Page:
Sling Swivel – Bipods can attach directly to the sling swivel. They fit with ease and lockdown tight on the rifle. These are very handy if you don’t have any type of traditional rail on your rifle. Lots of standard bolt action rifles don’t have rails, and the sling swivel makes it simple and easy to mount a bipod to your weapon. 

Picatinny Rail – Most modern rifles, especially AR-type rifles, have some form of Picatinny rail across the bottom of the gun. These rails allow the bipod to attach directly to the rifle, and it is one of the simplest means. 

Direct M-LOK – Direct M-LOK attachments work a lot like rail attachments. Instead of just squeezing in on a rail, it directly attaches to the M-LOK slots. It’s stable, and the lightest weight often means attaching a bipod. If you have a modern M-LOK handguard, this is the best way to attach a bipod. 

The Weapon Factor

Your bipod should match your rifle. The bipod that’s best for an AR 15 carbine likely isn’t the best for that big Barrett 50 caliber rifle. The weapon’s size, weight, and recoil need to be factored into your selection. The bipod will tear itself to pieces if the weapon is too big and the recoil too great. 

If you pick a bipod made for a powerful rifle and place it on a not-so-powerful rifle, the biggest problem will be the extra weight and unnecessary costs. Look at what weight and recoil the bipod can withstand when you shop for a bipod. You can also look at military contracts, professional shooters, and the weapons and bipod combinations they use to try and find the right bipod for your setup.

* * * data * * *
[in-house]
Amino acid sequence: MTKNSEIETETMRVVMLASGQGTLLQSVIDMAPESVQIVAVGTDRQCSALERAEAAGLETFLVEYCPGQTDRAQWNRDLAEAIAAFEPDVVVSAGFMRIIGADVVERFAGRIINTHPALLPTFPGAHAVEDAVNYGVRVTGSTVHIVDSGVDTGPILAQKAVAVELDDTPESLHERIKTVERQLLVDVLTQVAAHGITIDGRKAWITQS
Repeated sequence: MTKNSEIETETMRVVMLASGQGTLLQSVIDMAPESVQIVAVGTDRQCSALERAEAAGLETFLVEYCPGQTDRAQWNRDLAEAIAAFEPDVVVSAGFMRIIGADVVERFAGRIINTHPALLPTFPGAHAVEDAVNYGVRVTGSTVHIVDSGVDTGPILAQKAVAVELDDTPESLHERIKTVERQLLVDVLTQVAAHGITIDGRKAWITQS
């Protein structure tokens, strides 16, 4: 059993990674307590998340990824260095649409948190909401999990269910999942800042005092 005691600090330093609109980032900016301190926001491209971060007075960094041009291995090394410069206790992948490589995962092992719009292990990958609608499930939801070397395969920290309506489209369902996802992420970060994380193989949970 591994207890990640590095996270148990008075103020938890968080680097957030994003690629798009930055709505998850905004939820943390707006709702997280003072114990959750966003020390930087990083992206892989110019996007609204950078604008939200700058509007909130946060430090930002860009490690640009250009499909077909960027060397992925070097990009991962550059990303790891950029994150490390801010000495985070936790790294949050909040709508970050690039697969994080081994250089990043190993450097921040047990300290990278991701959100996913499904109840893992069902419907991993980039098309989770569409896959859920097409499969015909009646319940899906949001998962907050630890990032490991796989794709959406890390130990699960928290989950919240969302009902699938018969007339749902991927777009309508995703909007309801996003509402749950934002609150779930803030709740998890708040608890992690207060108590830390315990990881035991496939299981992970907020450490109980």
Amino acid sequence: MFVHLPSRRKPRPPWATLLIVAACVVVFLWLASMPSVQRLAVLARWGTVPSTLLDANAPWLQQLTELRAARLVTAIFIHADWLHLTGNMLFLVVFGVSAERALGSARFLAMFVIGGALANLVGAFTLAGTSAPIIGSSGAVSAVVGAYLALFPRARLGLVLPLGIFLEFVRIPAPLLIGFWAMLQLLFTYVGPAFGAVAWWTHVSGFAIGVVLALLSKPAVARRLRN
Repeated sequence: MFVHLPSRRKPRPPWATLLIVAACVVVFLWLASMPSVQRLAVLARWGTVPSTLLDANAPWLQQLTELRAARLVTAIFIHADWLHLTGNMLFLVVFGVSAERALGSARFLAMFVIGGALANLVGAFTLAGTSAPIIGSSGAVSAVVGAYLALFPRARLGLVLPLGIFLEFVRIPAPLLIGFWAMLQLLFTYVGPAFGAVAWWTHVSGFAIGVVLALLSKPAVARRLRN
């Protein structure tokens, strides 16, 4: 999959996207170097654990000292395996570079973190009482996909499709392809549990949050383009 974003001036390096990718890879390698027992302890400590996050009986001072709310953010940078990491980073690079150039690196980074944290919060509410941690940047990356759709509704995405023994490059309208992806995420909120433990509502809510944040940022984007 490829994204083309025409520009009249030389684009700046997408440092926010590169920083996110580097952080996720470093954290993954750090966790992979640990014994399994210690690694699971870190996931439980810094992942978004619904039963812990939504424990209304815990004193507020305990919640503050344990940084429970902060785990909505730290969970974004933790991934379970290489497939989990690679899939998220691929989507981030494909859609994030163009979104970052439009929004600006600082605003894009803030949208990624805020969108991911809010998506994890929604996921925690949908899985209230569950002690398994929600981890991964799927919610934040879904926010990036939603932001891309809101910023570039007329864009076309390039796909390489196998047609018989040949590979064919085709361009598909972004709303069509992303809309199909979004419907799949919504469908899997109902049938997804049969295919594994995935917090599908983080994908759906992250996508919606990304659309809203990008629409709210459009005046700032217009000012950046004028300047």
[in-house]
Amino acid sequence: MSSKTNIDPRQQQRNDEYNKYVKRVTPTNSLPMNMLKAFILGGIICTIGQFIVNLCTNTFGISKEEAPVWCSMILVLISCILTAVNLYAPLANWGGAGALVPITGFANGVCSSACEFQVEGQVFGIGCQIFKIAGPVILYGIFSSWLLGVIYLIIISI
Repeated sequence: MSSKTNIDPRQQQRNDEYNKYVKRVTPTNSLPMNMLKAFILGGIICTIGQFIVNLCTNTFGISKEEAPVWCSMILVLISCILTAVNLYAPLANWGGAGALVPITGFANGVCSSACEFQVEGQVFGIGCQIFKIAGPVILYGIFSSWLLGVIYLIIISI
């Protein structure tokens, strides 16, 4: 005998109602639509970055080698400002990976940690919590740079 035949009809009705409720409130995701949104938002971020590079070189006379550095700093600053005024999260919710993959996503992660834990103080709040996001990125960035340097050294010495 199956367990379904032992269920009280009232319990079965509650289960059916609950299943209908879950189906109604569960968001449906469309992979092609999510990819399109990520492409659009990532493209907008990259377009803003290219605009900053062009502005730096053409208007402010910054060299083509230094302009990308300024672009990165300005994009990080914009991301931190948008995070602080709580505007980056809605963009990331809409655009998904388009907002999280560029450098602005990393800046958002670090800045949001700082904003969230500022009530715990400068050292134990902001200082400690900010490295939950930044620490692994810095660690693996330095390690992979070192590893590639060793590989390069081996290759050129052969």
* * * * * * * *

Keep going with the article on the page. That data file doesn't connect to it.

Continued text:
It’s Got Legs 

Bipods seem to be a fairly simple subject and a fairly simple item. However, once you get into the weeds, you’ll see why so many bipod companies exist. There is a great big need for good bipods for various rifles and purposes. At this point, there is no way you can’t find the right bipod for your specific rifle and its specific task. 

Hopefully, you’ve walked away a bit more educated on the subject with the right bipod in mind for your next trip to the range. 

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About Travis Pike

Travis is a former United States Marine Corps Infantryman and currently a firearms writer, instructor, and works in Emergency Management.

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1 COMMENTS

  1. One of the better bipod reviews in some time.
    IMHO the Atlas is hands down a battle field bipod, literally bomb proof and is superior to all other on this list especially if put on a long action rifle. The author did mention that some are not great for rifles with higher recoil energy, and he’s absolutely correct. I have Harris bipods fall apart (the nut, and broken spring) while loading the bipod in prone shooting AI, another time was on the M40A5 300 WM (not a clone), and it’s why I have a love hate relationship with HARRIS.
    The only advantage Harris has over Atlas is the legs tend to load better(bit more flex forward) where the Atlas legs are a bit stiffer. The technique is a slightly different when you put a load on bipods with stiffer legs.